3. I have to agree with David on this one. I have owned the Crosstrek Limited loaded similar to the one test driven for about two weeks. We do a fairly even split of highway and city driving. This vehicle handles like a champ compared to what we had before. We also find it to be much quieter than our previous CVT with better acceleration too. I also have found the highway handling to to be perfectly comfortable compared to the other crossover/SUV CVTs that we have owned. The other plus of this model's CVT on the highway is the smoothness of changes in the CVT when on cruise. Sounds like you need to go do another review of an off the lot model.

    XV Crosstrek Limited
    Crystal Black Silica / Ivory Leather
    Popular Package #1

  4. I have almost 6k on my 5 speed M/T XV. Not only does it handle well at highway speed but the mpgs at those speeds are underrated. I've yet to achieve under 30 mpg whether driving city, highway or a combo of the two. This has been a very pleasant surprise. I live in a flat part of the country (Chas. SC) but often drive to the mountains where the AWD serves tremendously well. My one complaint would be the unexplained "rattles" that come from the underside of car while decelerating in gear. The passenger side A pillar has its own intermittent case of NVH related tremors. Maybe early build quality issues? All in all, I m mildly satisfied with my first ever "RubySue". If service can track down the shakes, I'd tick that rating up a notch.

  5. The only person to ask about a car is an owner. Professional car reviewers have something going on with the certain manufacturers so they are biased. Non-owners who comment are not even worth bothering with.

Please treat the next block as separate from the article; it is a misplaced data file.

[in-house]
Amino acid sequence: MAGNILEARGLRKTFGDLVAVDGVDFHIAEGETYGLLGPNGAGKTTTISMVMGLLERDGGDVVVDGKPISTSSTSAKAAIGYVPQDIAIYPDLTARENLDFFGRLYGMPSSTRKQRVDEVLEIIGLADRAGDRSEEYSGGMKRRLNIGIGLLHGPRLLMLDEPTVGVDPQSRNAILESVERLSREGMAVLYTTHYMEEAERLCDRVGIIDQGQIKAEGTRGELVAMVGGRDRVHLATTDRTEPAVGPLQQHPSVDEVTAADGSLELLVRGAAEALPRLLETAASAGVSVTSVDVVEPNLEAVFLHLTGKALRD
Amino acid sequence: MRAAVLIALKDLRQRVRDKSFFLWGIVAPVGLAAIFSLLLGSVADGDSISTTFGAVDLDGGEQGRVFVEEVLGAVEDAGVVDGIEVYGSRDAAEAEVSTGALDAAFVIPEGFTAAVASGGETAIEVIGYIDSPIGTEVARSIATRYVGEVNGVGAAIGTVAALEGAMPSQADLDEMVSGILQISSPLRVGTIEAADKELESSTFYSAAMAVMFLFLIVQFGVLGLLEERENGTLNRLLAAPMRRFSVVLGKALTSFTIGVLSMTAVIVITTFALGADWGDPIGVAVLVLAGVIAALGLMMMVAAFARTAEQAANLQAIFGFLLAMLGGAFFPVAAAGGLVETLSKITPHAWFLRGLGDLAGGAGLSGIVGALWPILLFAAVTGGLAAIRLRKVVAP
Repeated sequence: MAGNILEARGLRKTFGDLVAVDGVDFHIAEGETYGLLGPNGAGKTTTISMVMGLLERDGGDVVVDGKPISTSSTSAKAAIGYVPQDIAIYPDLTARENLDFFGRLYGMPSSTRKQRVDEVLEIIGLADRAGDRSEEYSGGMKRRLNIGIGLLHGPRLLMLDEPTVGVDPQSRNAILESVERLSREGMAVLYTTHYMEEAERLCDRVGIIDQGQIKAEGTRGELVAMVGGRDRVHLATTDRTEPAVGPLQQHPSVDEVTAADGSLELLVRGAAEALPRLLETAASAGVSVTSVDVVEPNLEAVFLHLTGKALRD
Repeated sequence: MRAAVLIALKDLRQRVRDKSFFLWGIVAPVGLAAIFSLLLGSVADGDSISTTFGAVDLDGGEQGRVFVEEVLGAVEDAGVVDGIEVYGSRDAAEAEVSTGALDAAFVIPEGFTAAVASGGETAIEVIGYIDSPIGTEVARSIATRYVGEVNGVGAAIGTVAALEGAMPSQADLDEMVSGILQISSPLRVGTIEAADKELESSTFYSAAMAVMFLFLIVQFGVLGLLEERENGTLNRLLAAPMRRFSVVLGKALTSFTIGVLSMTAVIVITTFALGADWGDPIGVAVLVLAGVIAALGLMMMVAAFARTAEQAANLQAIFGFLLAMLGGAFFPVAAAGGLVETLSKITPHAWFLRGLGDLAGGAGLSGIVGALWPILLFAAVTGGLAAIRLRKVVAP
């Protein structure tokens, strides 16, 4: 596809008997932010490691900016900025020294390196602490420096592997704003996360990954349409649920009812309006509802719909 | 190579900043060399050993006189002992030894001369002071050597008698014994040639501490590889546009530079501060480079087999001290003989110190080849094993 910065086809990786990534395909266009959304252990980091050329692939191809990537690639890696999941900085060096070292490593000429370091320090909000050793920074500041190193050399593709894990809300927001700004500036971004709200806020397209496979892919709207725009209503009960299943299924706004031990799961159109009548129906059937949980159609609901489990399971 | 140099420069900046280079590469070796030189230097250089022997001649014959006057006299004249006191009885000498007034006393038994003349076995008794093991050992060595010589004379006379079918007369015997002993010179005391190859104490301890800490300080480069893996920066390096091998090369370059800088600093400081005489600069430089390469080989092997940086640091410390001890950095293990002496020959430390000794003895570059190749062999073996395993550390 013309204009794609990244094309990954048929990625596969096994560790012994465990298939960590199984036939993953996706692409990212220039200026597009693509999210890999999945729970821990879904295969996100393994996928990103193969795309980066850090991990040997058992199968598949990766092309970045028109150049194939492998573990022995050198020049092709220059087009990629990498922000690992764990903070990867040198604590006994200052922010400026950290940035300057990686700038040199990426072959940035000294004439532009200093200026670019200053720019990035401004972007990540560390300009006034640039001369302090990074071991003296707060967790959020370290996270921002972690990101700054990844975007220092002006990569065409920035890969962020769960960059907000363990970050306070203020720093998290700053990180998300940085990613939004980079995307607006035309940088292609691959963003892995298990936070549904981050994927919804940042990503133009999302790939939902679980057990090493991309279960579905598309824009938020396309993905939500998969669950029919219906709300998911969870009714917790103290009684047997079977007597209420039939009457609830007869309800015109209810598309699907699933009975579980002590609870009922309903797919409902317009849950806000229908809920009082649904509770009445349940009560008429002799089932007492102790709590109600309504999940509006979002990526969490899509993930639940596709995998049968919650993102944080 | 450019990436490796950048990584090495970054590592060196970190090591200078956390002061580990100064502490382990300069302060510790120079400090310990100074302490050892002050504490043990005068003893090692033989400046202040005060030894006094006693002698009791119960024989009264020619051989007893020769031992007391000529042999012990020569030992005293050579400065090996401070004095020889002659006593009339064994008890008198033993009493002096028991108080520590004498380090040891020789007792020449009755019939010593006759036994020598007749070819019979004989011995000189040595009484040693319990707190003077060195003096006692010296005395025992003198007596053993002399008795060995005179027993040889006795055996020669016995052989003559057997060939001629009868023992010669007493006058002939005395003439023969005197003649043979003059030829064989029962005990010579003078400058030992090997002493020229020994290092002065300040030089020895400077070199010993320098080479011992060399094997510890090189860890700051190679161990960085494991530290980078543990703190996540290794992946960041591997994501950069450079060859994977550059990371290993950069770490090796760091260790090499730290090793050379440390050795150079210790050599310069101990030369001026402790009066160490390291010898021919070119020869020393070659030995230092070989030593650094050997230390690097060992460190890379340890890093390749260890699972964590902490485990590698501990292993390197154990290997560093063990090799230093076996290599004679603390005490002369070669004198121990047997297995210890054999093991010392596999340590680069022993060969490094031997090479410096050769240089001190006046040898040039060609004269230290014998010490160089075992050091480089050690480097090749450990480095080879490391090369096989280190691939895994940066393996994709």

I own a Subaru XV CVT and it's brilliant!
    I have owned in my time all the major makes of car so I have some experience.
    I have owned three Subarus the last being a Forester Turbo Auto.
    When it came to buying a new car at the price range I had several choices. Mercedes new A and B Class, BMW 1 series, Mini Countryman, Skoda Yeti, VW Golf and a few others. The Subaru was better than all of these. The new Mercedes B class is still very much "old lady". The new A class looks as though it has been sat on with a crease down the sid

  6. Just bought a Subaru Cross Trek 2 weeks ago after driving a honda civic since 1996 (my honda still ran just fine after 206000 miles, but it got totaled in CT blizzard) .... my biggest priority in purchase this time around was winter safety ... so subarus made sense. while I hate losing my old car to an accident.... I hate to admit, I absolutely LOVE LOVE LOVE my Subaru! I'm not an aggressive driver so horsepower is not a concern for me. I don't feel like I'm driving a tank but I feel secure and safe in this vehicle, now I just hope it has the longevity of my Honda.

  7. I agree with Jennifer, I LOVE LOVE LOVE my new Subaru Crosstrek. It's so much fun to drive and looks sooo cute. My last car was a 2004 Forester and the new Crosstreks are just more sporty looking.

  8. Since it's a mild hybrid and the non-hybrid CVT version gets 25/33, I'll estimate the mild hybrid version will get 30/34MPG.
    Notice that if it was a full hybrid the city # would very likely be larger than the hwy #, as well as the hwy# being bumped up because of a better engine.

  9. @Daniel: Just to be clear, this comment applies to a newer post on the 2014 Subaru XV Crosstrek Hybrid, which can be found here:

  10. Have had my Crosstrek since early November. It is my 4th Subaru and overall I like the car as it has many features I love; however, I have had a series of problems with it which have not been resolved. One is unexplained "rattle noise" that come from the underside of car while decelerating in gear. The dealer I bought it from said all of the Crosstreks make that sound. NONE of my other Subaru's made this sound, not even close.... I mainly drive the car on interstate at speeds around 60-75 mph. At around 4500 miles, the oil light came on and dealer discovered it was a quart low. They also agreed the sound was strange but have been unable to resolve it. The car handles fine but am very concerned that there is something amiss here.

  11. "At around 4500 miles, the oil light came on and dealer discovered it was a quart low."

    This is a problem related to the new 2.0L engine in these cars, the '12+ Impreza's are having the same problem. Haven't seen a TSB/fix yet, but this one reason is what is keeping me from buying an XV Crosstrek right now.